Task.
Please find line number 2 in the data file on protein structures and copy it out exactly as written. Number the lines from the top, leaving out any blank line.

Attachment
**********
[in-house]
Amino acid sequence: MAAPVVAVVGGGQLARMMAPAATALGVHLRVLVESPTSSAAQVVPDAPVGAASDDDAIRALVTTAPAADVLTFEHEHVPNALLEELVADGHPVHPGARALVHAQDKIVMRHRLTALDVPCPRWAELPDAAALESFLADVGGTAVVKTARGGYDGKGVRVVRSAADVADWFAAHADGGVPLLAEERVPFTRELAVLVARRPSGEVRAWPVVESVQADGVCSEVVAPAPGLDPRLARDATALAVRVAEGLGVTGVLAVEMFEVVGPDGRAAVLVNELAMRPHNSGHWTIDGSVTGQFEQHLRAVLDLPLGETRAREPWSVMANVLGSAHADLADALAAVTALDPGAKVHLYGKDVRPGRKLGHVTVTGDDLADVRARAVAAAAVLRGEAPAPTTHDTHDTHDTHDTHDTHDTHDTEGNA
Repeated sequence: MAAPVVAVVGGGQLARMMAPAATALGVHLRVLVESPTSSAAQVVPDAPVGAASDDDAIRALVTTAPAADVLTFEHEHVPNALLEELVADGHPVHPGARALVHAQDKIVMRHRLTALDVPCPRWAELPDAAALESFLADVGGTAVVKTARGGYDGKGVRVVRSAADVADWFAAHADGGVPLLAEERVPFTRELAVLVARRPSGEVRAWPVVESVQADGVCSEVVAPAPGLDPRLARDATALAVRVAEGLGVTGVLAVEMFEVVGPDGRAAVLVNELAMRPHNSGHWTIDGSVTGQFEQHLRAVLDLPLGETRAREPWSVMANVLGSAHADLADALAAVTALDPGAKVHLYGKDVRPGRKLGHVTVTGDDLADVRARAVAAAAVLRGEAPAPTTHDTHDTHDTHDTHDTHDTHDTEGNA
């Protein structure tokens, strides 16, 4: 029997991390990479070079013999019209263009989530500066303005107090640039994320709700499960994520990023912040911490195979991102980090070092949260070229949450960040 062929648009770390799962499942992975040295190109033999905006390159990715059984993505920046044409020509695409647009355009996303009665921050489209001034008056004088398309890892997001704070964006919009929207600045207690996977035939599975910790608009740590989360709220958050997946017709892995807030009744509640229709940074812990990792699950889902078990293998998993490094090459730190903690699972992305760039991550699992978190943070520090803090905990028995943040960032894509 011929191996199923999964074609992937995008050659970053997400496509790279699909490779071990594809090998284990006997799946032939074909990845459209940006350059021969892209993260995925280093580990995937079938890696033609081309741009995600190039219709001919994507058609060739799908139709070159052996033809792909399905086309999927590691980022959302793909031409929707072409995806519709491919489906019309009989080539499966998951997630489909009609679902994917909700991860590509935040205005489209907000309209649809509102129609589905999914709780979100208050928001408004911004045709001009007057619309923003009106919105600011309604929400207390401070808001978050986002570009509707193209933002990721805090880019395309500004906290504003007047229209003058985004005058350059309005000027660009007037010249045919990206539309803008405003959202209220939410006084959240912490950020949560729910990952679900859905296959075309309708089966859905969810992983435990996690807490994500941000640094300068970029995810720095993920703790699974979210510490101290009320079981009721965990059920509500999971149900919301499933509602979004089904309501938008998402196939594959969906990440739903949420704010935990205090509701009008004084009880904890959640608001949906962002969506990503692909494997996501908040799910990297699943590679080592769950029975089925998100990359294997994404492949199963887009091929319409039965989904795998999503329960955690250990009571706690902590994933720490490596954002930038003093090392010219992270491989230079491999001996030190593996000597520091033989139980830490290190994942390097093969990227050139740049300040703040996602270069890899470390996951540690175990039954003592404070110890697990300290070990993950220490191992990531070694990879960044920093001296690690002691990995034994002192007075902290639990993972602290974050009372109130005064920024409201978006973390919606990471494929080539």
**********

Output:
Amino acid sequence: MAAPVVAVVGGGQLARMMAPAATALGVHLRVLVESPTSSAAQVVPDAPVGAASDDDAIRALVTTAPAADVLTFEHEHVPNALLEELVADGHPVHPGARALVHAQDKIVMRHRLTALDVPCPRWAELPDAAALESFLADVGGTAVVKTARGGYDGKGVRVVRSAADVADWFAAHADGGVPLLAEERVPFTRELAVLVARRPSGEVRAWPVVESVQADGVCSEVVAPAPGLDPRLARDATALAVRVAEGLGVTGVLAVEMFEVVGPDGRAAVLVNELAMRPHNSGHWTIDGSVTGQFEQHLRAVLDLPLGETRAREPWSVMANVLGSAHADLADALAAVTALDPGAKVHLYGKDVRPGRKLGHVTVTGDDLADVRARAVAAAAVLRGEAPAPTTHDTHDTHDTHDTHDTHDTHDTEGNA